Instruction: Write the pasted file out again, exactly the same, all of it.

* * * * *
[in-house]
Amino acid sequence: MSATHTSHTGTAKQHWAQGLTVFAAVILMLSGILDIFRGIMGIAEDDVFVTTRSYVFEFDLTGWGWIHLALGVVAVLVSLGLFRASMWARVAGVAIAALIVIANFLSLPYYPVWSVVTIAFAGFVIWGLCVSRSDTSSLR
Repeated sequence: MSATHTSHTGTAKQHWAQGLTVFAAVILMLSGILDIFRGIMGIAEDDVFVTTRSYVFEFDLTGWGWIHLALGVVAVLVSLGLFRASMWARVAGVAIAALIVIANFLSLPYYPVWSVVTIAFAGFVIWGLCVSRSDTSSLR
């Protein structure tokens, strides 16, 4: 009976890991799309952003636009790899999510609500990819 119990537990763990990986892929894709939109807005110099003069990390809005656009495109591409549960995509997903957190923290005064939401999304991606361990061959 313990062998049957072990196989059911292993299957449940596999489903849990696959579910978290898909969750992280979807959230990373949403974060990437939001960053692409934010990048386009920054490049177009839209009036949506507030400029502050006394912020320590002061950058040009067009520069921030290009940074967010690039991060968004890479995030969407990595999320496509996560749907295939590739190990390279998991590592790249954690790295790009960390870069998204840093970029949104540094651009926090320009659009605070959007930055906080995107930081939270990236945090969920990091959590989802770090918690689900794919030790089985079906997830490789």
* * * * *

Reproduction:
[in-house]
Amino acid sequence: MSATHTSHTGTAKQHWAQGLTVFAAVILMLSGILDIFRGIMGIAEDDVFVTTRSYVFEFDLTGWGWIHLALGVVAVLVSLGLFRASMWARVAGVAIAALIVIANFLSLPYYPVWSVVTIAFAGFVIWGLCVSRSDTSSLR
Repeated sequence: MSATHTSHTGTAKQHWAQGLTVFAAVILMLSGILDIFRGIMGIAEDDVFVTTRSYVFEFDLTGWGWIHLALGVVAVLVSLGLFRASMWARVAGVAIAALIVIANFLSLPYYPVWSVVTIAFAGFVIWGLCVSRSDTSSLR
């Protein structure tokens, strides 16, 4: 009976890991799309952003636009790899999510609500990819 119990537990763990990986892929894709939109807005110099003069990390809005656009495109591409549960995509997903957190923290005064939401999304991606361990061959 313990062998049957072990196989059911292993299957449940596999489903849990696959579910978290898909969750992280979807959230990373949403974060990437939001960053692409934010990048386009920054490049177009839209009036949506507030400029502050006394912020320590002061950058040009067009520069921030290009940074967010690039991060968004890479995030969407990595999320496509996560749907295939590739190990390279998991590592790249954690790295790009960390870069998204840093970029949104540094651009926090320009659009605070959007930055906080995107930081939270990236945090969920990091959590989802770090918690689900794919030790089985079906997830490789």